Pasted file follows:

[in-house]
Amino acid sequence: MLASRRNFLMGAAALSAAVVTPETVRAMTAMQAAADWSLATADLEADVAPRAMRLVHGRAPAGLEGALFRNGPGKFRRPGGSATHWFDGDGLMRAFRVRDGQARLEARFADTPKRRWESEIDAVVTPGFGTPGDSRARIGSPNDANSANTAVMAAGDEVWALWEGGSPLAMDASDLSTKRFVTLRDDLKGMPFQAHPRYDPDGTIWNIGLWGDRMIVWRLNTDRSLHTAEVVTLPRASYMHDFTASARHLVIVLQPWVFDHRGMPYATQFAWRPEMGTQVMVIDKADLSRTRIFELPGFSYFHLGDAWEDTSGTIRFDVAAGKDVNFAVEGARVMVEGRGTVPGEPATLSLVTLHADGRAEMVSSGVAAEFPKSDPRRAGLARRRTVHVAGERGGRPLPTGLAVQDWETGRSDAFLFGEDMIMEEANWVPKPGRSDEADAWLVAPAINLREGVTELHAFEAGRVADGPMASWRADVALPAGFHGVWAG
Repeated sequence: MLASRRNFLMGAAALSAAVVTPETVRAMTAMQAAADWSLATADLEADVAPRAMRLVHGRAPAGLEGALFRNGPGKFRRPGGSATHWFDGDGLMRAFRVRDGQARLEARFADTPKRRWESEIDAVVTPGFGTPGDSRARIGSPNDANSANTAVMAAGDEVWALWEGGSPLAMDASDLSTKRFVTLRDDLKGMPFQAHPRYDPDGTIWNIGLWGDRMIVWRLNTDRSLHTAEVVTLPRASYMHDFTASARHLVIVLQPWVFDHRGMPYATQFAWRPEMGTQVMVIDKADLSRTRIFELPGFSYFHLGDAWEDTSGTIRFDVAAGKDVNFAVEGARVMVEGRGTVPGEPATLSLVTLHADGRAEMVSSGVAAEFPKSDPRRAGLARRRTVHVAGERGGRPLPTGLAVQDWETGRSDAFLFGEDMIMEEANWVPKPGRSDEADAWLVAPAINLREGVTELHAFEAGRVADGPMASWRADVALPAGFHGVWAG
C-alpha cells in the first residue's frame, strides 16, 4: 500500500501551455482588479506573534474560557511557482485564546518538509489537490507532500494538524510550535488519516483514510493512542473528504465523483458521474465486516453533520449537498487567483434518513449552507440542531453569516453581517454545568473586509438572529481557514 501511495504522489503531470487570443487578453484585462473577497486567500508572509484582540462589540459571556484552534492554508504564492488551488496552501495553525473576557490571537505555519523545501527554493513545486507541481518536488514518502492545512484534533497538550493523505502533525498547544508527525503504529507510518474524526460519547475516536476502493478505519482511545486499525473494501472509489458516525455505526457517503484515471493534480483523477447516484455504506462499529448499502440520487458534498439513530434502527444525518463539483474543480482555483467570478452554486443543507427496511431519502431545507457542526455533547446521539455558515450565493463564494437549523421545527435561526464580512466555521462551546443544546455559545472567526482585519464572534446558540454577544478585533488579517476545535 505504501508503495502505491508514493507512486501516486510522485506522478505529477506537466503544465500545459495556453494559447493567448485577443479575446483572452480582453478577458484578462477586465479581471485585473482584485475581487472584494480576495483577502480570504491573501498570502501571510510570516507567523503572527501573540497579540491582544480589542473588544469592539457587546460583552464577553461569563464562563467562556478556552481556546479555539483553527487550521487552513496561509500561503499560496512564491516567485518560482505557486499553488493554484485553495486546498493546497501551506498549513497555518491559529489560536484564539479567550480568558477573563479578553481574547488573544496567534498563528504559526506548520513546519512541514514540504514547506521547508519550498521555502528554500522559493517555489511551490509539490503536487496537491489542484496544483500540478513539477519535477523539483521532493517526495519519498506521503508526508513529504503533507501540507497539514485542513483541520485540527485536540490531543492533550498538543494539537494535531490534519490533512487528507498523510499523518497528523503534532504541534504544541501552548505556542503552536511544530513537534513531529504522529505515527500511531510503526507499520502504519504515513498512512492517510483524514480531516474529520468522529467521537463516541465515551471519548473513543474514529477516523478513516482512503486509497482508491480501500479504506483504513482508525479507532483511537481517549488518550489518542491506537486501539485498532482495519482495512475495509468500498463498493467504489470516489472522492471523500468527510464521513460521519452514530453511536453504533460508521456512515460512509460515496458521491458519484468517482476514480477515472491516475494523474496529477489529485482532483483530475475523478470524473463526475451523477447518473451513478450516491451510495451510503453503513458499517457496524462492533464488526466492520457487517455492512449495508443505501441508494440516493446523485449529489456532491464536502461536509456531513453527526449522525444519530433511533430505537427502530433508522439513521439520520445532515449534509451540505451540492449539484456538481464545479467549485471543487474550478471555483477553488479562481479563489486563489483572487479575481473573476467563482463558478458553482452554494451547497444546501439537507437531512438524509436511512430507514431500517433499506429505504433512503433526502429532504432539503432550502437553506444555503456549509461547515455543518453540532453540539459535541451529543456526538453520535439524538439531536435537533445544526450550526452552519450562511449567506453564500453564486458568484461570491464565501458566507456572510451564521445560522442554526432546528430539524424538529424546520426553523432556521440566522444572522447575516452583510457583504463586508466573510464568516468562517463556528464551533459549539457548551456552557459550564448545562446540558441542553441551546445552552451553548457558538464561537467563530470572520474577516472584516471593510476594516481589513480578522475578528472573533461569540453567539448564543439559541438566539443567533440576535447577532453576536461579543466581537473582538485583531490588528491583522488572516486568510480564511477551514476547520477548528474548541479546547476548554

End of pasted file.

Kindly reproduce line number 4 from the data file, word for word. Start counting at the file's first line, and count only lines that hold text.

C-alpha cells in the first residue's frame, strides 16, 4: 500500500501551455482588479506573534474560557511557482485564546518538509489537490507532500494538524510550535488519516483514510493512542473528504465523483458521474465486516453533520449537498487567483434518513449552507440542531453569516453581517454545568473586509438572529481557514 501511495504522489503531470487570443487578453484585462473577497486567500508572509484582540462589540459571556484552534492554508504564492488551488496552501495553525473576557490571537505555519523545501527554493513545486507541481518536488514518502492545512484534533497538550493523505502533525498547544508527525503504529507510518474524526460519547475516536476502493478505519482511545486499525473494501472509489458516525455505526457517503484515471493534480483523477447516484455504506462499529448499502440520487458534498439513530434502527444525518463539483474543480482555483467570478452554486443543507427496511431519502431545507457542526455533547446521539455558515450565493463564494437549523421545527435561526464580512466555521462551546443544546455559545472567526482585519464572534446558540454577544478585533488579517476545535 505504501508503495502505491508514493507512486501516486510522485506522478505529477506537466503544465500545459495556453494559447493567448485577443479575446483572452480582453478577458484578462477586465479581471485585473482584485475581487472584494480576495483577502480570504491573501498570502501571510510570516507567523503572527501573540497579540491582544480589542473588544469592539457587546460583552464577553461569563464562563467562556478556552481556546479555539483553527487550521487552513496561509500561503499560496512564491516567485518560482505557486499553488493554484485553495486546498493546497501551506498549513497555518491559529489560536484564539479567550480568558477573563479578553481574547488573544496567534498563528504559526506548520513546519512541514514540504514547506521547508519550498521555502528554500522559493517555489511551490509539490503536487496537491489542484496544483500540478513539477519535477523539483521532493517526495519519498506521503508526508513529504503533507501540507497539514485542513483541520485540527485536540490531543492533550498538543494539537494535531490534519490533512487528507498523510499523518497528523503534532504541534504544541501552548505556542503552536511544530513537534513531529504522529505515527500511531510503526507499520502504519504515513498512512492517510483524514480531516474529520468522529467521537463516541465515551471519548473513543474514529477516523478513516482512503486509497482508491480501500479504506483504513482508525479507532483511537481517549488518550489518542491506537486501539485498532482495519482495512475495509468500498463498493467504489470516489472522492471523500468527510464521513460521519452514530453511536453504533460508521456512515460512509460515496458521491458519484468517482476514480477515472491516475494523474496529477489529485482532483483530475475523478470524473463526475451523477447518473451513478450516491451510495451510503453503513458499517457496524462492533464488526466492520457487517455492512449495508443505501441508494440516493446523485449529489456532491464536502461536509456531513453527526449522525444519530433511533430505537427502530433508522439513521439520520445532515449534509451540505451540492449539484456538481464545479467549485471543487474550478471555483477553488479562481479563489486563489483572487479575481473573476467563482463558478458553482452554494451547497444546501439537507437531512438524509436511512430507514431500517433499506429505504433512503433526502429532504432539503432550502437553506444555503456549509461547515455543518453540532453540539459535541451529543456526538453520535439524538439531536435537533445544526450550526452552519450562511449567506453564500453564486458568484461570491464565501458566507456572510451564521445560522442554526432546528430539524424538529424546520426553523432556521440566522444572522447575516452583510457583504463586508466573510464568516468562517463556528464551533459549539457548551456552557459550564448545562446540558441542553441551546445552552451553548457558538464561537467563530470572520474577516472584516471593510476594516481589513480578522475578528472573533461569540453567539448564543439559541438566539443567533440576535447577532453576536461579543466581537473582538485583531490588528491583522488572516486568510480564511477551514476547520477548528474548541479546547476548554